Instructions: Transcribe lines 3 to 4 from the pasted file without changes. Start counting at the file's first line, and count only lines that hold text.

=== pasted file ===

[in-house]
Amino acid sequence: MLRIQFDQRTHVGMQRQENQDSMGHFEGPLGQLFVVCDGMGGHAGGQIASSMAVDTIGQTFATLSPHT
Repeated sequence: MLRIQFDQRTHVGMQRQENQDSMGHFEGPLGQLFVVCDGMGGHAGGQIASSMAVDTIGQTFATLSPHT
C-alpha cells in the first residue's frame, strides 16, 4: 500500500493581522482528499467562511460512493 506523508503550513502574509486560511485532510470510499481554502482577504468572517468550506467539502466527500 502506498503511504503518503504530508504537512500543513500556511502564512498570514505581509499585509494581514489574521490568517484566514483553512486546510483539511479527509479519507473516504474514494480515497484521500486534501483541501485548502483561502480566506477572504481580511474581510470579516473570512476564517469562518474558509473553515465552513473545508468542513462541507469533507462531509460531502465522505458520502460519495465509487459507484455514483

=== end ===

Repeated sequence: MLRIQFDQRTHVGMQRQENQDSMGHFEGPLGQLFVVCDGMGGHAGGQIASSMAVDTIGQTFATLSPHT
C-alpha cells in the first residue's frame, strides 16, 4: 500500500493581522482528499467562511460512493 506523508503550513502574509486560511485532510470510499481554502482577504468572517468550506467539502466527500 502506498503511504503518503504530508504537512500543513500556511502564512498570514505581509499585509494581514489574521490568517484566514483553512486546510483539511479527509479519507473516504474514494480515497484521500486534501483541501485548502483561502480566506477572504481580511474581510470579516473570512476564517469562518474558509473553515465552513473545508468542513462541507469533507462531509460531502465522505458520502460519495465509487459507484455514483